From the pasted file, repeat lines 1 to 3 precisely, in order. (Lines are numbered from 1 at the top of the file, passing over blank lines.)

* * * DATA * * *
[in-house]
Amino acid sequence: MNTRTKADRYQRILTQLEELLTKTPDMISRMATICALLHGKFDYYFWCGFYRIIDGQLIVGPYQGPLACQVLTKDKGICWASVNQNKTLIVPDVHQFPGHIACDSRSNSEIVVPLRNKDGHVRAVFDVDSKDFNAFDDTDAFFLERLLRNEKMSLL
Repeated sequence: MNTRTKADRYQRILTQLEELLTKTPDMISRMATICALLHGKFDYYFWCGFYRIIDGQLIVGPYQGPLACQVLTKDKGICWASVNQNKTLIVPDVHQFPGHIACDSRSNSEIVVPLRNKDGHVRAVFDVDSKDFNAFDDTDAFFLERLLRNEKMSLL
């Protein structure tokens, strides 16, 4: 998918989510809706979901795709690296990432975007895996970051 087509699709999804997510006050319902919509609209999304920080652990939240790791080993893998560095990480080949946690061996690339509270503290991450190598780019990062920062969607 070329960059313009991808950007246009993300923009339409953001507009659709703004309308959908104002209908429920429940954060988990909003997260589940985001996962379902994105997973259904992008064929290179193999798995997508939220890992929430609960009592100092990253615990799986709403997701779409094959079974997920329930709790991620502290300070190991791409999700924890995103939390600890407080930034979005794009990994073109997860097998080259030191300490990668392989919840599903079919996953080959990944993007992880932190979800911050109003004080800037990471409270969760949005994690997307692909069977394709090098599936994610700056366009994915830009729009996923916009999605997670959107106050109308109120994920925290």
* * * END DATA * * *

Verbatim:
[in-house]
Amino acid sequence: MNTRTKADRYQRILTQLEELLTKTPDMISRMATICALLHGKFDYYFWCGFYRIIDGQLIVGPYQGPLACQVLTKDKGICWASVNQNKTLIVPDVHQFPGHIACDSRSNSEIVVPLRNKDGHVRAVFDVDSKDFNAFDDTDAFFLERLLRNEKMSLL
Repeated sequence: MNTRTKADRYQRILTQLEELLTKTPDMISRMATICALLHGKFDYYFWCGFYRIIDGQLIVGPYQGPLACQVLTKDKGICWASVNQNKTLIVPDVHQFPGHIACDSRSNSEIVVPLRNKDGHVRAVFDVDSKDFNAFDDTDAFFLERLLRNEKMSLL